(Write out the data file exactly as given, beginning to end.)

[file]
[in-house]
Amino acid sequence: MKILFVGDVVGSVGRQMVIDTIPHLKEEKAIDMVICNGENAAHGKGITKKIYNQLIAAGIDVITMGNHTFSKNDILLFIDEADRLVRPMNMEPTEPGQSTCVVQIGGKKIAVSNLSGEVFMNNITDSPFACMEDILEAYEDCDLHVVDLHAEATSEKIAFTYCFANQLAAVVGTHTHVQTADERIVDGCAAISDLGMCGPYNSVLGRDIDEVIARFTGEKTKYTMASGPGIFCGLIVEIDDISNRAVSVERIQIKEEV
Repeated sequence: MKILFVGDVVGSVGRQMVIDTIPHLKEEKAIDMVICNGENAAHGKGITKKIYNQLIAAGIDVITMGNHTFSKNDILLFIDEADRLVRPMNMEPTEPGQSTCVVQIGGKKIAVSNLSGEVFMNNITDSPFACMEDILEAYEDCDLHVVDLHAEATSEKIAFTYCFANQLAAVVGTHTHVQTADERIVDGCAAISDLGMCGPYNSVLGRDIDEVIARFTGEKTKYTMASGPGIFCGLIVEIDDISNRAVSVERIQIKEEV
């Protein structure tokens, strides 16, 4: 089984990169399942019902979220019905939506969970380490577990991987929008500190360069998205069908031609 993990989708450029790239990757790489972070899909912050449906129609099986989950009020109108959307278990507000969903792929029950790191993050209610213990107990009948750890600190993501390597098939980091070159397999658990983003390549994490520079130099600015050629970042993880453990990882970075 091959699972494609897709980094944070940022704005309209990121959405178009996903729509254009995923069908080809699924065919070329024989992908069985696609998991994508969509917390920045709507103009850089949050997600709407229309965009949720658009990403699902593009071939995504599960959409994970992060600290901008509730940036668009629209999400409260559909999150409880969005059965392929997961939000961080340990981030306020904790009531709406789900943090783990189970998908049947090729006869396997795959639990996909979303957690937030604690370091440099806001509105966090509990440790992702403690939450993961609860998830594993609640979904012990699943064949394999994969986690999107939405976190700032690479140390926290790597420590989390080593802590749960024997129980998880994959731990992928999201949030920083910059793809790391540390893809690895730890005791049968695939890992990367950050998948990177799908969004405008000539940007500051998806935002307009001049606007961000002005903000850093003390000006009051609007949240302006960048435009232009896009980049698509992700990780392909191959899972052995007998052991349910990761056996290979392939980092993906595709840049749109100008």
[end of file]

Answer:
[in-house]
Amino acid sequence: MKILFVGDVVGSVGRQMVIDTIPHLKEEKAIDMVICNGENAAHGKGITKKIYNQLIAAGIDVITMGNHTFSKNDILLFIDEADRLVRPMNMEPTEPGQSTCVVQIGGKKIAVSNLSGEVFMNNITDSPFACMEDILEAYEDCDLHVVDLHAEATSEKIAFTYCFANQLAAVVGTHTHVQTADERIVDGCAAISDLGMCGPYNSVLGRDIDEVIARFTGEKTKYTMASGPGIFCGLIVEIDDISNRAVSVERIQIKEEV
Repeated sequence: MKILFVGDVVGSVGRQMVIDTIPHLKEEKAIDMVICNGENAAHGKGITKKIYNQLIAAGIDVITMGNHTFSKNDILLFIDEADRLVRPMNMEPTEPGQSTCVVQIGGKKIAVSNLSGEVFMNNITDSPFACMEDILEAYEDCDLHVVDLHAEATSEKIAFTYCFANQLAAVVGTHTHVQTADERIVDGCAAISDLGMCGPYNSVLGRDIDEVIARFTGEKTKYTMASGPGIFCGLIVEIDDISNRAVSVERIQIKEEV
């Protein structure tokens, strides 16, 4: 089984990169399942019902979220019905939506969970380490577990991987929008500190360069998205069908031609 993990989708450029790239990757790489972070899909912050449906129609099986989950009020109108959307278990507000969903792929029950790191993050209610213990107990009948750890600190993501390597098939980091070159397999658990983003390549994490520079130099600015050629970042993880453990990882970075 091959699972494609897709980094944070940022704005309209990121959405178009996903729509254009995923069908080809699924065919070329024989992908069985696609998991994508969509917390920045709507103009850089949050997600709407229309965009949720658009990403699902593009071939995504599960959409994970992060600290901008509730940036668009629209999400409260559909999150409880969005059965392929997961939000961080340990981030306020904790009531709406789900943090783990189970998908049947090729006869396997795959639990996909979303957690937030604690370091440099806001509105966090509990440790992702403690939450993961609860998830594993609640979904012990699943064949394999994969986690999107939405976190700032690479140390926290790597420590989390080593802590749960024997129980998880994959731990992928999201949030920083910059793809790391540390893809690895730890005791049968695939890992990367950050998948990177799908969004405008000539940007500051998806935002307009001049606007961000002005903000850093003390000006009051609007949240302006960048435009232009896009980049698509992700990780392909191959899972052995007998052991349910990761056996290979392939980092993906595709840049749109100008």